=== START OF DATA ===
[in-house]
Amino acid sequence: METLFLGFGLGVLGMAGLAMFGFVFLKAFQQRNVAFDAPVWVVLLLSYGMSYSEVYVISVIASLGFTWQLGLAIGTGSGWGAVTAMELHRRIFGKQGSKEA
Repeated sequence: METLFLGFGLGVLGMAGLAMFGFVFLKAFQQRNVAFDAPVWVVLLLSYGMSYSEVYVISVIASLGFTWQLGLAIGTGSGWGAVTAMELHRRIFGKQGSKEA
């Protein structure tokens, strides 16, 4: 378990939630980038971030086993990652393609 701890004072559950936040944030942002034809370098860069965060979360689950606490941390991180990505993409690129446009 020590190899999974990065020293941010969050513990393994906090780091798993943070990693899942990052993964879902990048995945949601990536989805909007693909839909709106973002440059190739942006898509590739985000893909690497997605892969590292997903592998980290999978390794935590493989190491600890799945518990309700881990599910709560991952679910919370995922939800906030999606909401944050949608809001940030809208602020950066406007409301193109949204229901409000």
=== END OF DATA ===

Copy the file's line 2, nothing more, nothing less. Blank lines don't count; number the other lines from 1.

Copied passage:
Amino acid sequence: METLFLGFGLGVLGMAGLAMFGFVFLKAFQQRNVAFDAPVWVVLLLSYGMSYSEVYVISVIASLGFTWQLGLAIGTGSGWGAVTAMELHRRIFGKQGSKEA